There Are Numerous Benefits of RT

In addition to feeling more confident in themselves, and connected to the ones they love, RT can also:

  • Improve their ability to communicate
  • Help to slow down or improve signs of aphasia, giving seniors their voice back
  • Stimulate brain pathways, stirring up more memories that may not have been shared otherwise
  • Give seniors the time and space to talk about things that are meaningful to them
  • Alleviate symptoms of depression, loneliness and/or social withdrawal
  • Make spending time with loved ones more comfortable and pleasurable for everyone present
  • Preserve priceless and unique stories and memories for future generations

While reminiscence therapy may be designed largely for those with dementia and Alzheimer’s, you can feel how beneficial these same strategies are for cultivating deeper and more satisfying connections with any of the seniors in your life.

Simple Prompts to Begin Using Reminiscence Therapy at Home

Here are ideas for using simple prompts or sensory stimulation to use elements of RT at home or when you visit your loved one in an assisted living or memory care center.

BONUS TIP: Be aware of your own discomfort with silence. Do you tend to feel anxious or nervous and rush your loved one along? Instead, take deep breaths and give him/her time to recollect, put their thoughts together and then give words to those thoughts. Patience is, truly, a virtue when connecting with dementia and Alzheimer’s patients.

  • Get out the photo albums or boxes of old photos and start looking through them together
  • Ask about a favorite movie and then stream/watch them together and then discuss them
  • Talk about the cost of items now compared to “then,” “I bought a gallon of mild today for $X.00. How much was milk when you were growing up…?” and you’ll be delighted to hear stories of fresh cold milk from the milkman…and other surprising tidbits.
  • Find a knick-knack or two from the shelves and ask about it (the longer you’ve seen it around their home, the more likely they are to remember where it came from)
  • Ask, “Where were you when….” (Neil Armstrong landed on the moon? When Kennedy gave his Cuban Missile Crisis speech? When you got your first TV? When Kennedy was assassinated? When you learned to drive a car? When you had your first kiss?)
  • Ask about past travels or places s/he wishes s/he’d traveled

Verbal memory prompts can also be helpful when you live far away from your senior loved one and can only connect via phone or Skype. In these cases, licensed home care aides help you by providing knick-knacks or images to support your long-distance connection.

Ready to enlist the support of experienced, licensed and compassionate caregivers who believe firmly in utilizing the latest dementia research to enhance their clients’ quality of life? Schedule a consultation with HomeAide Home Care, or give us a call at 510-247-1200.

Guns And Dementia: Keeping Seniors Safe

guns and dementia keeping seniors safe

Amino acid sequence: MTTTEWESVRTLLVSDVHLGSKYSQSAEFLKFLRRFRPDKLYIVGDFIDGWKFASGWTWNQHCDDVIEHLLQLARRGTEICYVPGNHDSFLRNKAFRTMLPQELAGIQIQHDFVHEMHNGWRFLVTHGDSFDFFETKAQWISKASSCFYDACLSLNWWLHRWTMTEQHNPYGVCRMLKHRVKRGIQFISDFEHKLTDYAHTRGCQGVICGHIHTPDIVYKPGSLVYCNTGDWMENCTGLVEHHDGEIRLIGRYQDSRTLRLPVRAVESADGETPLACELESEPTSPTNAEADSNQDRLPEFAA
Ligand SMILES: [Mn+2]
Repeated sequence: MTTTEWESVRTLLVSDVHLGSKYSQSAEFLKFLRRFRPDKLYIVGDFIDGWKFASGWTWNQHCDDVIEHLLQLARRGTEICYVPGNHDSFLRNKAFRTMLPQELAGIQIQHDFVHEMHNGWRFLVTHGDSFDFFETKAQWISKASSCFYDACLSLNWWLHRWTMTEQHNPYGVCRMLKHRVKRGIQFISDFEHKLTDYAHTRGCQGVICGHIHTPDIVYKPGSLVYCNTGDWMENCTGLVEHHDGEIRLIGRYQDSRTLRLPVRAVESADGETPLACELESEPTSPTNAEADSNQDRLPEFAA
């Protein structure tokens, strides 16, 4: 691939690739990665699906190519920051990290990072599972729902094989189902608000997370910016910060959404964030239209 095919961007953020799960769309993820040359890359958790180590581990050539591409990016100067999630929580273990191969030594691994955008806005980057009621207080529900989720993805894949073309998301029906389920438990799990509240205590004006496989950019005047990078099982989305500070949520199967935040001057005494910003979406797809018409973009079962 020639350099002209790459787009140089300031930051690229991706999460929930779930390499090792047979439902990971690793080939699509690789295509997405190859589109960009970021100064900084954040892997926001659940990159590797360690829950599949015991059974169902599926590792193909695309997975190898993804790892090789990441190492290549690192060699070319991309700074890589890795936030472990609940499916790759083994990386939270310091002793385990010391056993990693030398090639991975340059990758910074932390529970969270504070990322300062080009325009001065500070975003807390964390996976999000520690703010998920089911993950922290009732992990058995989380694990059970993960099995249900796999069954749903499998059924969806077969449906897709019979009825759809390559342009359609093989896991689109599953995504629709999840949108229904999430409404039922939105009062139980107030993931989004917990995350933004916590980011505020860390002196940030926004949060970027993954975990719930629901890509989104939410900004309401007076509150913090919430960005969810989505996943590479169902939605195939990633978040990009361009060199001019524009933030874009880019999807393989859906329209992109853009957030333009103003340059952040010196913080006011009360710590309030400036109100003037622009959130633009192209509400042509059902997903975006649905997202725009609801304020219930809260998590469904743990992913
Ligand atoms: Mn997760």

Typically, senior safety concerns around dementia include things like taking away the keys, making a home safer and more accessible and ensuring qualified adults are keeping a caring watch 24/7.

However, a recent NPR feature reminds us there’s another safety issue to consider – guns and dementia.

Does your senior loved one own a gun?

According to NPR, researchers estimate that more than half of seniors 65-years and older either own a gun, or live in a home with a gun. Over the next 20 years, the Alzheimer’s Association expects about 14 million of those seniors to have a dementia diagnosis.

Those with dementia are more prone to firing a gun because:

  • They become angry, violent or more agitated quickly
  • They can mistake loved ones as strangers and “defend” the house
  • They may not really be aware of what they’re doing an accidentally fire a gun they’re cleaning, holding or trying to handle responsibly
  • They may use a gun as a toy and accidentally fire it

Guns and dementia safety tips

It’s critical that families and caregivers prioritize gun safety and the safety of everyone involved.

Consider removing guns completely

The best and most guaranteed method for preventing gun violence is to remove the guns from the home completely. Have a conversation with the family first. If it feels like your senior loved one will notice the absence of the gun/s and be upset, then you’ll need to have a conversation with him/her as well.

If the family supports removing the gun, or a trusted authority feels clear it’s a safety issue, but your loved one is completely opposed, you may need to remove the firearms against his/her will. Experts recommend this is done when s/he is out of the home to make it as easy and safe as possible.

Understand that locking or disabling a gun(s) may not work

According to the Alzheimer’s Association:

“People living with dementia sometimes misperceive danger and may do whatever seems necessary to protect themselves, even if no threat exists. These actions can include breaking into gun cabinets, finding ammunition and loading guns. Preventing a gun from firing may not prevent the person living with the disease or others from being harmed.”

You must take notable safety measures if you choose to live in a home where there are guns and dementia, Alzheimer’s or other conditions causing cognitive decline.

Use a high-quality combination lock on cabinet or safe

If getting rid of the guns isn’t an option, use a gun cabinet or safe that requires a combination lock. If one is already in use, change the combination and only give it to those who understand the risk, are familiar with guns and gun safety and who promise they will not ever allow the individual with dementia to access the cabinet or the guns.